In the spring of 1997, The Abell Foundation awarded Baltimore City Healthy Start a $250,000 grant to replicate in Baltimore the highly successful East Harlem job placement program called STRIVE. The East Harlem program has been in operation since 1985 and now has affiliate programs in ten other cities, including Baltimore.
The STRIVE model emphasizes attitudinal training, job placement and post-placement support. The program prepares participants for the workforce through a strict, demanding three-week workshop (115 hours) that focuses on sharpening job-seeking and job-readiness skills and improving workplace behavior, appearance and attitude. Upon completion of the training, most STRIVE participants are placed in jobs within three weeks. A key component of the STRIVE program is that its graduates are monitored for a minimum of two years.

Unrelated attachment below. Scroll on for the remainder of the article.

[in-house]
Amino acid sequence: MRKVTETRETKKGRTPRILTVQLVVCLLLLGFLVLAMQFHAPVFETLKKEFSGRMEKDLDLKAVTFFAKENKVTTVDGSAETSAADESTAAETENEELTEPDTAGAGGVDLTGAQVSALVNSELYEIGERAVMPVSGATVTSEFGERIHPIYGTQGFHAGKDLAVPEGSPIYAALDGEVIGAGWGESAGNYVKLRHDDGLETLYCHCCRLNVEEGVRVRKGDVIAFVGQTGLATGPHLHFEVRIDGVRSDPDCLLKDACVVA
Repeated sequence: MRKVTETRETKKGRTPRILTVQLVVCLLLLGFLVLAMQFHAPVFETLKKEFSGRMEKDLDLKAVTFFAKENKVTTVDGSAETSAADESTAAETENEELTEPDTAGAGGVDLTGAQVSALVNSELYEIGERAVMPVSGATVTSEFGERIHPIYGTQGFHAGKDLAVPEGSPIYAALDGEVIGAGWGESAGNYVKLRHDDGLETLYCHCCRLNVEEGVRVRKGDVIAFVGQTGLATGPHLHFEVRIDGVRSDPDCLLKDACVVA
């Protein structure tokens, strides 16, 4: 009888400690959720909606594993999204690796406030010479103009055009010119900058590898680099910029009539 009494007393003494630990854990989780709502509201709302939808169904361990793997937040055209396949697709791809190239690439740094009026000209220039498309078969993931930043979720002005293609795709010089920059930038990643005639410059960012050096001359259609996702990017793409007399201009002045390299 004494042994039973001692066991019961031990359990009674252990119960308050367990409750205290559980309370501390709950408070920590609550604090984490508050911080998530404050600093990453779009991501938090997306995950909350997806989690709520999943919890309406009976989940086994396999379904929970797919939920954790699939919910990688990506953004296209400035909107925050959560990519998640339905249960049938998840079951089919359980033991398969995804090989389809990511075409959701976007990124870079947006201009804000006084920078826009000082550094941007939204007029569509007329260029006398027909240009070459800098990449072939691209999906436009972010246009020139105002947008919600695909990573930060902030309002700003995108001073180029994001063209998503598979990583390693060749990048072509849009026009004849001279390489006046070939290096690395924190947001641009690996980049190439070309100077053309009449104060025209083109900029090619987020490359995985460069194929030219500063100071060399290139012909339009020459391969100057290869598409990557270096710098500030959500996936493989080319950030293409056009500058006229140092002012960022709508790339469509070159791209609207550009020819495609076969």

Now in its 14th year, STRIVE Baltimore continues to produce impressive
results. In 2011, with a $450,000 grant from The Abell Foundation:
- The program graduated 368 participants, with 228 new graduates (or 62 percent) placed into jobs, and 250 former graduates placed into jobs, bringing the total number of job placements to 478 people; and
- STRIVE graduates who were placed in employment
earned, on average, $10.16 per hour, which translates into $21,133
STRIVE continues to reach the hardest-to-serve: some 66 percent of graduates were male, 29 percent had not received their high school
diploma or GED, and 45 percent had felony or misdemeanor convictions.
Of those placed in jobs in 2011, 75 percent had retained
employment for six months or longer. The average cost per placement